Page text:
Monday, December 11, 2006

Cross Curricular Links

Working with other subject areas tends to be a low priority for many teachers who feel that they are quite busy enough with their own topic and curriculum targets. Often this is a great shame as it leaves each subject in a discrete box and fails to show pupils how their different lessons interlock and compliment each other.

In fact, setting up and running a project, or themed set of lessons, isn't that difficult and far from being more effort for every teacher, it can be a real bonus with shared preparation, more enthusiastic pupils and a coherent set of outcomes where everyone benefits.

In the hope of convincing a few wavering teachers, or re-inspiring the tired and overworked, we've added a new page to the Citizenship section of the Geography Site, entitled Making Cross-curricular Links. It looks at some of the benefits of cross curricular activities and offers a simple example of a successful project based on rationing during World War II.

Take a look, and perhaps you too may be inspired to undertake a little cross curricular teaching.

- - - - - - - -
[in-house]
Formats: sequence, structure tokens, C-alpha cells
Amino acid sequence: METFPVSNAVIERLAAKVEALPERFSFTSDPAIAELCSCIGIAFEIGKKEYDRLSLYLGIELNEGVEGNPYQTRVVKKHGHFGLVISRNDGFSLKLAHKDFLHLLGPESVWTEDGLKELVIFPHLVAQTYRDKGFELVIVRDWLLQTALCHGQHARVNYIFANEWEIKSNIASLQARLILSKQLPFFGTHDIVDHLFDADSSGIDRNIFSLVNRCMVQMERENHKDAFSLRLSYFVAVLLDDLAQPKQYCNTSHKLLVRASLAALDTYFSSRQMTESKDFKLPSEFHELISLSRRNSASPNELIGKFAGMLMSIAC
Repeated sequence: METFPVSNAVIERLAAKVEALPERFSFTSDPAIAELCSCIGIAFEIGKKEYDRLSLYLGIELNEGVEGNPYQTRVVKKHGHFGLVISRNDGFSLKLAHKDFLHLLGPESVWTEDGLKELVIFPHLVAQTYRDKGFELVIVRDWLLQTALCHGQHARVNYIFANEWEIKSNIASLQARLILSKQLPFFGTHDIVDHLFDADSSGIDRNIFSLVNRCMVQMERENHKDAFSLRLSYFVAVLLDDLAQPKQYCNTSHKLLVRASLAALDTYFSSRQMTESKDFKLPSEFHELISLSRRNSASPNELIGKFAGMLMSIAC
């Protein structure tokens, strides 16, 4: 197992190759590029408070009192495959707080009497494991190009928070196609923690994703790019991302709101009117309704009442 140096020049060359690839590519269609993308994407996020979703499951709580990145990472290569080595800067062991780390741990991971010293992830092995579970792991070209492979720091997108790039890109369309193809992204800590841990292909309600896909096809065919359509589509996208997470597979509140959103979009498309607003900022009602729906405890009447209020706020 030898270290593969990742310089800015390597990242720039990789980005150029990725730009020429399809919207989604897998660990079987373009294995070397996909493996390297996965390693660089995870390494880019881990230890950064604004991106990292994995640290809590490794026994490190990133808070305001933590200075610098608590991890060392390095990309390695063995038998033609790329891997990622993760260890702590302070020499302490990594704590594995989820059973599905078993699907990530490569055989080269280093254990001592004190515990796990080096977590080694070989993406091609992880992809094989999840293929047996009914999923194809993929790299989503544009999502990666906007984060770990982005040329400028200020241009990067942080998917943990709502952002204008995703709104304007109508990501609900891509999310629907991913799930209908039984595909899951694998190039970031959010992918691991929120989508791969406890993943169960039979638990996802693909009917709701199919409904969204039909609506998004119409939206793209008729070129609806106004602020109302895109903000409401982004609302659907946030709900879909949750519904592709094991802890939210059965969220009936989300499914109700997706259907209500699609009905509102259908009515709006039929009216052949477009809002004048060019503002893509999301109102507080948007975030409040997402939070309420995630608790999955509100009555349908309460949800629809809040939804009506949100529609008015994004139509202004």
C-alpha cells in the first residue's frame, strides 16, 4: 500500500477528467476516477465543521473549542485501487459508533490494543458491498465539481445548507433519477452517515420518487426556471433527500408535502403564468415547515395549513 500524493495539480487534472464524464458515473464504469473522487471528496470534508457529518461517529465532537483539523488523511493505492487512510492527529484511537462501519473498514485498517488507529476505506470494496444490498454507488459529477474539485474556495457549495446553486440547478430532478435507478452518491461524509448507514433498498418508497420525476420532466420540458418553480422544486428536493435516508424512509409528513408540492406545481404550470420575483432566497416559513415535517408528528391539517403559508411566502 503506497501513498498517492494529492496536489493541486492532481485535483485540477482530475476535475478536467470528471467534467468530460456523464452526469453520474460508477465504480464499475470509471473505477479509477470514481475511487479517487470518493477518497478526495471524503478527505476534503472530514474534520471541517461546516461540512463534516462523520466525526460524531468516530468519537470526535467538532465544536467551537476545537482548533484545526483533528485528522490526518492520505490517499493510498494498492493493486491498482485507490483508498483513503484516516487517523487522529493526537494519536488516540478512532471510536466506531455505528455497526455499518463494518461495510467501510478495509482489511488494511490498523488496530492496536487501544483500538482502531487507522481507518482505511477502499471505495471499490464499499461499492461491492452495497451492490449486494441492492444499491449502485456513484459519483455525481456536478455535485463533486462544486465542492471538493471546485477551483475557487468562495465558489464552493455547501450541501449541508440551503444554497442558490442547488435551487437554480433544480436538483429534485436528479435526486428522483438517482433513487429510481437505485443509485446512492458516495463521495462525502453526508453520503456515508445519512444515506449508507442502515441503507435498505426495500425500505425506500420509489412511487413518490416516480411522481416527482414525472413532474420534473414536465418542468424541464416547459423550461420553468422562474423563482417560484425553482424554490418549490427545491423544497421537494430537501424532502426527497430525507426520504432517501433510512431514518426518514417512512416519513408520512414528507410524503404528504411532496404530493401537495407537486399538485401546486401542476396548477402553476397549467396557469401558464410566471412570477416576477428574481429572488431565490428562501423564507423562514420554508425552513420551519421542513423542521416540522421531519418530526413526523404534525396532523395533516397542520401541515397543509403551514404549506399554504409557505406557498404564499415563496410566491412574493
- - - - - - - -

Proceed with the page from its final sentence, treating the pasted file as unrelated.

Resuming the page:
At 12:07 AM, Anonymous said...

Hi, I fully agree and wish more teachers would do the same.

At 7:46 PM, Anonymous Bower.Park.Geography said...

I agree cross curicuar is what Geography especially and all Humanities subjects are about. We are in our first year of developing a course based on the RSAOpening Minds competency curriculum. It's amazing how easy it is to slt geography in some other subjects are a bit more precious but heh we've started.

At 11:27 PM, Blogger croberts said...

Hi, I couldn't agree more. The cross curricular approach allows children to develop skills, knowledge and understanding in a context that makes sense - they can relate to it because its relevant. Teaching isolated lessons hinders children's ability to use these new skills, knowledge or understanding in a different context to the literacy, numeracy or whatever lesson it was taught in. I advocate this style of teaching.

At 11:28 PM, Blogger croberts said...

I couldn't agree more, the cross curricular approach enables children to aquire skills, knowledge and understanding in a context which is relevant and not in an isolated literacy or numeracy lesson.

At 9:40 AM, Anonymous Sarah L said...

Having just taken over geography responsibility in my school, I couldn't agree more. Geography is a subject which should be given a biger priority - who doesn't need to know about the localilty they live in, or how to get to other places, or the state of the world? I'm currently teaching a literacy unit based on information texts about the rainforest. The children love the topic, are using atlases with ease and are writing for a reason and they can understand what information writing is used for. It's great.


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